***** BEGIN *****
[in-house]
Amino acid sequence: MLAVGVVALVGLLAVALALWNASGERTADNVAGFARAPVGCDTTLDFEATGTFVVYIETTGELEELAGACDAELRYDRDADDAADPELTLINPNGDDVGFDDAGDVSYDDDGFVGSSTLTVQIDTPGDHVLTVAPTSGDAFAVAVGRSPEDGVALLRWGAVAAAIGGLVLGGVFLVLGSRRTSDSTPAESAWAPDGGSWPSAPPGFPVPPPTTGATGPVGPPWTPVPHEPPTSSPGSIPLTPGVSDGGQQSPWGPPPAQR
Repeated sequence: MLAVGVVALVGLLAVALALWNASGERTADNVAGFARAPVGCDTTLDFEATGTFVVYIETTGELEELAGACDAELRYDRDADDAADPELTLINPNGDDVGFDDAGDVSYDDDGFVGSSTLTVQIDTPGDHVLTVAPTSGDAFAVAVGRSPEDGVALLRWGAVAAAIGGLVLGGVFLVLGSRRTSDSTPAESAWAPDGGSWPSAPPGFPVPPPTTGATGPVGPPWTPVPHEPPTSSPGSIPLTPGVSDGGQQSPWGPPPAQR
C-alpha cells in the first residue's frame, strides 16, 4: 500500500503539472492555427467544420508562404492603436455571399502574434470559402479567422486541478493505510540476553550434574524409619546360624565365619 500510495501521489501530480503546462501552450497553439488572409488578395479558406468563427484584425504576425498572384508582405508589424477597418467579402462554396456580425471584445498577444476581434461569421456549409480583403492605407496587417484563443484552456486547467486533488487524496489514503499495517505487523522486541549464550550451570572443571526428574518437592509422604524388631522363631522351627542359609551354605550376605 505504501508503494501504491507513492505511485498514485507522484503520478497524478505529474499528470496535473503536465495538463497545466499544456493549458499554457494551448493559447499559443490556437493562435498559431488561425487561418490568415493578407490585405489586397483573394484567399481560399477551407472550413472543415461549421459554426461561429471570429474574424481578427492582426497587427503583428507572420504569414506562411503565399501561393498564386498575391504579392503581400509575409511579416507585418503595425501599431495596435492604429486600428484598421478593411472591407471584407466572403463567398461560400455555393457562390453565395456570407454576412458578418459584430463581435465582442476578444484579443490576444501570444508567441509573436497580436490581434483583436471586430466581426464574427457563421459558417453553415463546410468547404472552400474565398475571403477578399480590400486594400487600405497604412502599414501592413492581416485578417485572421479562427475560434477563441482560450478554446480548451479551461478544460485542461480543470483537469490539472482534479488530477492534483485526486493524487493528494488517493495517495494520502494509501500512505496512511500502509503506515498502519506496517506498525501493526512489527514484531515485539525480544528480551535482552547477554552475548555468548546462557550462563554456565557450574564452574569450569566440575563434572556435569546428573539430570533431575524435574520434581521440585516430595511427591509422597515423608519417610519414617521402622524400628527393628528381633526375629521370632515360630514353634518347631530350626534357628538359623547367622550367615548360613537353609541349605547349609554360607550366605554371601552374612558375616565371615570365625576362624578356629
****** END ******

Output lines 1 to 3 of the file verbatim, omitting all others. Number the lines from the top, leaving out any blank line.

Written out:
[in-house]
Amino acid sequence: MLAVGVVALVGLLAVALALWNASGERTADNVAGFARAPVGCDTTLDFEATGTFVVYIETTGELEELAGACDAELRYDRDADDAADPELTLINPNGDDVGFDDAGDVSYDDDGFVGSSTLTVQIDTPGDHVLTVAPTSGDAFAVAVGRSPEDGVALLRWGAVAAAIGGLVLGGVFLVLGSRRTSDSTPAESAWAPDGGSWPSAPPGFPVPPPTTGATGPVGPPWTPVPHEPPTSSPGSIPLTPGVSDGGQQSPWGPPPAQR
Repeated sequence: MLAVGVVALVGLLAVALALWNASGERTADNVAGFARAPVGCDTTLDFEATGTFVVYIETTGELEELAGACDAELRYDRDADDAADPELTLINPNGDDVGFDDAGDVSYDDDGFVGSSTLTVQIDTPGDHVLTVAPTSGDAFAVAVGRSPEDGVALLRWGAVAAAIGGLVLGGVFLVLGSRRTSDSTPAESAWAPDGGSWPSAPPGFPVPPPTTGATGPVGPPWTPVPHEPPTSSPGSIPLTPGVSDGGQQSPWGPPPAQR